So much government policy is developed through a myopic view that people only do things for profit and that the more profit they can make the more likely they will be to pursue innovation. Gans and Leigh provide a strong counter to this, arguing that while innovation is a key to driving productivity, the improvements in living standards that should flow as a result can only come if governments pursue policies that aim ‘to boost both innovation and equality.’—The Guardian—
Gans and Leigh are alarmed by the winner-take-most phenomenon that characterises many parts of the tech industry. They call for a wide range of reforms, from banning non-compete clauses in work contracts and easing the process for university loans, to reducing sexual harassment in the workplace to boost the number of women in tech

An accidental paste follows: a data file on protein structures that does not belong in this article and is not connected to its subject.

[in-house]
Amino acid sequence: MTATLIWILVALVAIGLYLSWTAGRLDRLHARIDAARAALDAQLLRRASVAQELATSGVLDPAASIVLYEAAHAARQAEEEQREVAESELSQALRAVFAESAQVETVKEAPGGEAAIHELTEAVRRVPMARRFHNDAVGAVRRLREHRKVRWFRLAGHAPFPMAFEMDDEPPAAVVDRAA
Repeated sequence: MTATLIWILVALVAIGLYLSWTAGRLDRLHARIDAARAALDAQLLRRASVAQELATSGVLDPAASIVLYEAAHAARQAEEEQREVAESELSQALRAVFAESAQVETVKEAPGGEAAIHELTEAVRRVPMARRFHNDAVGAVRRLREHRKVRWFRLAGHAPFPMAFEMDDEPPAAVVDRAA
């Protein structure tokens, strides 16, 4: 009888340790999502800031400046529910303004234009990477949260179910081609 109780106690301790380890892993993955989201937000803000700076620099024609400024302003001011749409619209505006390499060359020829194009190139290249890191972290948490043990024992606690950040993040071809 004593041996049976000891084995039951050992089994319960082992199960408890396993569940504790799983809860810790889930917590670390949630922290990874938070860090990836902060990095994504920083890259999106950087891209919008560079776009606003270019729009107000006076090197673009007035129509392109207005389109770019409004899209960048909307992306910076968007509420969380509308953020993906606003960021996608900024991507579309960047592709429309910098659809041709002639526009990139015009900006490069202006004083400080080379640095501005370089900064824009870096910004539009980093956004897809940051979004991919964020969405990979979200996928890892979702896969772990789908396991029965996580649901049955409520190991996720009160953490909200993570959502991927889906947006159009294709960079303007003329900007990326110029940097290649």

Written in a snappy style leavened with pop culture references, this is not just a book for policy wonks.
—Sydney Morning Herald
Chapter 1 The Price of Progress
Chapter 2 Renaissance or Dark Age?
Chapter 3 Superpowers or Annihilation?
Chapter 4 Does Innovation Require Inequality?
Chapter 5 Does Innovation Cause Inequality?
Chapter 6 Encouraging Innovation
Chapter 7 Providing Insurance